Archive for May 29th, 2007

Collective resignation of Ministers to give Abdullah free hand to end farce of “half-past six” Cabinet

Yesterday’s New Straits Times journalist Fauzlah Ismail wrote a report on the Prime Minister, Datuk Seri Abdullah Ahmad Badawi’s visit to Japan last week which should be compulsory reading and critical discussion by all Cabinet Ministers for their weekly meeting tomorrow to lift them out of their “half-past six” malaise.

Entitled “Broaden horizons during trips abroad, says Abdullah”, Fauzlah started with the observation: “Trips abroad, be it official or working visits, are not just about the fixed itinerary. It is about observing the culture of the countries visited and finding those that can be emulated back home.”

Fauzlah said that Abdullah used his fourth visit to Japan since taking office in 2003 to observe what the Japanese do best and what examples he could bring home for Malaysians to emulate.

Clearly what struck the Prime Minister most was the culture of maintenance in Japan, causing him to ask newsmen covering his five-day visit last week:

“Did you check their toilets? Did you notice how clean the city is?”

He was impressed with the Japanese culture of maintenance, especially of public buildings and places.

Fauzlah wrote:

“Indeed, the toilets, especially at the Narita International Airport where millions of local and foreign passengers go through, and the city were impeccably clean.”

Another part of Japanese culture which struck Abdullah was queuing. Fauzlah quoted the Prime Minister: “Do you see people or cars jumping queue? The queue may be long but they still wait their turn.”

There was a third thing about the Japanese which impressed Abdullah – when the Prime Minister was reminded of the Malaysian habit of passing the buck to others.

“This has to stop. The departments and agencies concerned must take responsibility. Whoever is responsible must know what he is responsible for and take action without being told to do so.” Read the rest of this entry »


Will Cabinet adopt “RM22,500 fines for selling Milo at RM1.80” rule to fight corruption?

The Cabinet tomorrow should decide whether it is prepared to endorse and adopt the “RM22,500 fines for selling Milo at RM1.80” rule as the yardstick to punish the corrupt among the high and mighty to restore integrity and good governance in public life in Malaysia.

This follows the very high-handed action of Domestic Trade and Consumer Affairs Ministry enforcement officers penalizing a mamak restaurant in Kuala Terengganu, Restoran Nasi Kandar Tanjung, issuing compound fines of RM22,500 for charging RM1.80 for a glass of iced Milo.

The Ministry enforcement officers also seized food and drinks worth about RM750 and they also tore down the shop’s signboard.

Terengganu Mentri Besar Datuk Seri Idris Jusoh was full of praise for the high-handed enforcement action, which had been criticized as overzealous and unwarranted, saying that it was high time such severe action be a lesson to all food outlet operators who flouted the law.

Are the RM22,500 fines for charging RM1.80 for a glass of iced Milo defensible? Absolutely not, as they are not only high-handed, overzealous, unwarranted but gross abuses of power.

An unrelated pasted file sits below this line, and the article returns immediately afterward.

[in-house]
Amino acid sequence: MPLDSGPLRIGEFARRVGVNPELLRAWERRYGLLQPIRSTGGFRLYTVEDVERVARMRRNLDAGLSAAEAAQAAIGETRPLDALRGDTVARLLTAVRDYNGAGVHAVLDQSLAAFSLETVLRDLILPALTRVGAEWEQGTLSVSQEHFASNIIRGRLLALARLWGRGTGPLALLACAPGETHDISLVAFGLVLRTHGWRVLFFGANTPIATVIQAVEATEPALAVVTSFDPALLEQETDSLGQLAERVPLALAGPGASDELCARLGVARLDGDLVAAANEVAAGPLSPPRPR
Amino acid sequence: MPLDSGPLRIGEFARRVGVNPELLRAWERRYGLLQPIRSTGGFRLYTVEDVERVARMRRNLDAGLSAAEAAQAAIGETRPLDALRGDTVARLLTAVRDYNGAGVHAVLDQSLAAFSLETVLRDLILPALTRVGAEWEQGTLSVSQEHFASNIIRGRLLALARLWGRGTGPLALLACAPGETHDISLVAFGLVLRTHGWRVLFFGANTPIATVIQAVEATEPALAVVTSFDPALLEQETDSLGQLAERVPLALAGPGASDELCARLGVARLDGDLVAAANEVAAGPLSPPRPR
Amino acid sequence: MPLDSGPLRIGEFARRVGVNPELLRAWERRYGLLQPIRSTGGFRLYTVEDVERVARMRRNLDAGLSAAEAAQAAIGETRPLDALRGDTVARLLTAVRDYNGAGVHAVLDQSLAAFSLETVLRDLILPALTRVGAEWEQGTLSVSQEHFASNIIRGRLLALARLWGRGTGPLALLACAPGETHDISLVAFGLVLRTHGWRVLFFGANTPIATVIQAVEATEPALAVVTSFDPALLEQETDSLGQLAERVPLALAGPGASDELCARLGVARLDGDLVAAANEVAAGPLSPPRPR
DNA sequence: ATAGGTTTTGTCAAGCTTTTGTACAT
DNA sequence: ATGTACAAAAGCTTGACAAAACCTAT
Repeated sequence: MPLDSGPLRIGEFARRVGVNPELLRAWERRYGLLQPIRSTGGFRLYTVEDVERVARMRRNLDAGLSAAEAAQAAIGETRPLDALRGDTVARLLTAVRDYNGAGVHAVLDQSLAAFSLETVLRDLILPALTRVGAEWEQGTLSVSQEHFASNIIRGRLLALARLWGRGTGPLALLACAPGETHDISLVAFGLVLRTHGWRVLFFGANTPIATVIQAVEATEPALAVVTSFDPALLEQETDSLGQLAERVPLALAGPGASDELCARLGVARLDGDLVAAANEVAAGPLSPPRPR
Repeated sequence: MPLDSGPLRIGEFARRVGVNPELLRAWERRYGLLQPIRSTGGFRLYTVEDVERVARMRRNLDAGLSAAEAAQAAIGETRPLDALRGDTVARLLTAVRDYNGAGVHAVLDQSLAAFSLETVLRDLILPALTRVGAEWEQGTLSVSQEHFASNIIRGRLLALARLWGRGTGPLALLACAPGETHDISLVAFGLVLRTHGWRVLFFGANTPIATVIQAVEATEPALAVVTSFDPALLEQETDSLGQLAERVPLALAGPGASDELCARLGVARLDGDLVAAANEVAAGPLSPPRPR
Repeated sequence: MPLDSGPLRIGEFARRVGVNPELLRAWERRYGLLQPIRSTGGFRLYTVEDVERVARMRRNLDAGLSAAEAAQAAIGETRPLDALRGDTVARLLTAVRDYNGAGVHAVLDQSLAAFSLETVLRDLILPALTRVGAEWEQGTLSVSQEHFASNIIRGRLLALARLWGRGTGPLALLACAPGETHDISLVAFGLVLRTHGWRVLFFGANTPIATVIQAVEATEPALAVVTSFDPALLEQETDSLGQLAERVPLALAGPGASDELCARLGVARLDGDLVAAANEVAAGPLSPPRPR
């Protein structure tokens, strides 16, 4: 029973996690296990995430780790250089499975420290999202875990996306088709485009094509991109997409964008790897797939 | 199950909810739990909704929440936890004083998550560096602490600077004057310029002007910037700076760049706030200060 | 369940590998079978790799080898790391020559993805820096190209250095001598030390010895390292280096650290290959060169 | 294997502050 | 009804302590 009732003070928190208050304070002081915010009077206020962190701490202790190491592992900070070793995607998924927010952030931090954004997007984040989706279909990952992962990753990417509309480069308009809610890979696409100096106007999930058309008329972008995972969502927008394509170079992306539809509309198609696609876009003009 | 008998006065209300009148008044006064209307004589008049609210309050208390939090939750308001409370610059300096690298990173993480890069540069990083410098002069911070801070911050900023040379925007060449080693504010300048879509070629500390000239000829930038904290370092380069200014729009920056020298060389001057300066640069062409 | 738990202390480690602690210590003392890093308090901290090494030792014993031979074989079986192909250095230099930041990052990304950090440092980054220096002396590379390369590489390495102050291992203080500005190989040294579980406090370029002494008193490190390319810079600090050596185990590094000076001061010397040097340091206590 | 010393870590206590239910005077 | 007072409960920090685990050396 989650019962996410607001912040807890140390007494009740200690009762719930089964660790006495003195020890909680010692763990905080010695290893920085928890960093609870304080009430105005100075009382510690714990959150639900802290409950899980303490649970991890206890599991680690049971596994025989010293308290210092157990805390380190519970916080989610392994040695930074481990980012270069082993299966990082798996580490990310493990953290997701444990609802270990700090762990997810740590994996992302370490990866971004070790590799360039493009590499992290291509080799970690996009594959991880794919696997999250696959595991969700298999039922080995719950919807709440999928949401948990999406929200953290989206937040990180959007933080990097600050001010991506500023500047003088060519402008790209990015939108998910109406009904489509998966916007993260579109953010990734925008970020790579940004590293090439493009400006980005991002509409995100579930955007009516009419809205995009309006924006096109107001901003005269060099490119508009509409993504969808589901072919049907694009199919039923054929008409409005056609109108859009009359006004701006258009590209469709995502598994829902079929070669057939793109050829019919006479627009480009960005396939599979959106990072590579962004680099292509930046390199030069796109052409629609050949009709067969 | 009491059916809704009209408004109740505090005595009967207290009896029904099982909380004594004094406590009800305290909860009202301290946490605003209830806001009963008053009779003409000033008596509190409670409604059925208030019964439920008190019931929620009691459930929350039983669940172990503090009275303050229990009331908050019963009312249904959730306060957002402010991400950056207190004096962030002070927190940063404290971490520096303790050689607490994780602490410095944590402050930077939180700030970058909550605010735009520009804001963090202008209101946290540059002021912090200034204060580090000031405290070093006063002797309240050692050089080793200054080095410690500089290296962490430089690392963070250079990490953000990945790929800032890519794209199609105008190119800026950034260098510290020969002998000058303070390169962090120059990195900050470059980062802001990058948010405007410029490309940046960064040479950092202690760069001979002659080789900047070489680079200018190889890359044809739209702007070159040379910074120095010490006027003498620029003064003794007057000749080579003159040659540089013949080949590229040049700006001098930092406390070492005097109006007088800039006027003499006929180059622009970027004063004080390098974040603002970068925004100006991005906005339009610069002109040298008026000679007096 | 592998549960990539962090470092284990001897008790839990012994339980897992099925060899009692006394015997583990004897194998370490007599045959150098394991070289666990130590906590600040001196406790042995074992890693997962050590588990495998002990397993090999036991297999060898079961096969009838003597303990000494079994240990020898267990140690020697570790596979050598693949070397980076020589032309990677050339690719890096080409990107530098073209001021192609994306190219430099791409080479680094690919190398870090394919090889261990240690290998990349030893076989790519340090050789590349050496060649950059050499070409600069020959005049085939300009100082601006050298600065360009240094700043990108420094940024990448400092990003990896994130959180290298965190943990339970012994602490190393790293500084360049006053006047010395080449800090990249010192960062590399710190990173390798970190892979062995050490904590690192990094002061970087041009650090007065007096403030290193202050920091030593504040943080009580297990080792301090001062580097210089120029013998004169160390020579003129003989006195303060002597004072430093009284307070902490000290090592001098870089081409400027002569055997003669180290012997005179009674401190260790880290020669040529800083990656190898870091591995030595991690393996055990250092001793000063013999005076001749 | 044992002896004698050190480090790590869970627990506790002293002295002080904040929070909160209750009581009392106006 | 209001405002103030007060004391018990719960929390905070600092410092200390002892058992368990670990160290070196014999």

I fully endorse actions by enforcement officers against food operators or traders for indiscriminate price increases, but one power abuse cannot justify another even more heinous power abuse.

I am all for the deterrent principle, as contained in the Chinese saying “to kill a fowl to frighten the moneys”, to curb exorbitant profiteering but this cannot justify gross abuses of power which undermines public confidence in good governance in the country. Read the rest of this entry »


Michael Backman – most wasteful projects in Malaysia

Exclusive Interview with Michael Backman

1. What was the initial thought that prompted you to write about your “Boleh or Bodoh column”? What was and has been your intention in writing the article?

Malaysia has good people, good resources and a legal system that ought to function. It depresses me that Malaysia hasn’t been more successful than it has and that it is still fighting the old fights of the 1960s.

Malaysia ‘s Chinese have accepted the NEP and its successor policies. They define themselves as Malaysians first and foremost and are among the proudest Malaysians. They have learned Malay. Essentially, they have done everything that has been required of them and yet still there is this endless preoccupation with race in Malaysia.

Meanwhile the rest of the world is just so unbelievably dynamic now. Malaysia is looking more and more like a sleepy backwater relative to what’s going on elsewhere in the world.

Many Malaysians don’t seem to understand this. Many like to travel overseas – but when they do, too many look but they don’t see. They don’t see how things in Malaysia could be improved. They don’t want to learn from anywhere else. They think Malaysia is a special case. They should be bringing back new ideas to Malaysia. Instead they just want to bring back duty free.

2. Have you ever considered the impact the column might have upon your relationship with Malaysian government and its people? We understand Rafidah Aziz, Malaysia’s Minister for Trade and Industry, criticised your column by saying you probably know nothing about Malaysia. Has there been any (positive or negative) impact/response from publishing the column? Read the rest of this entry »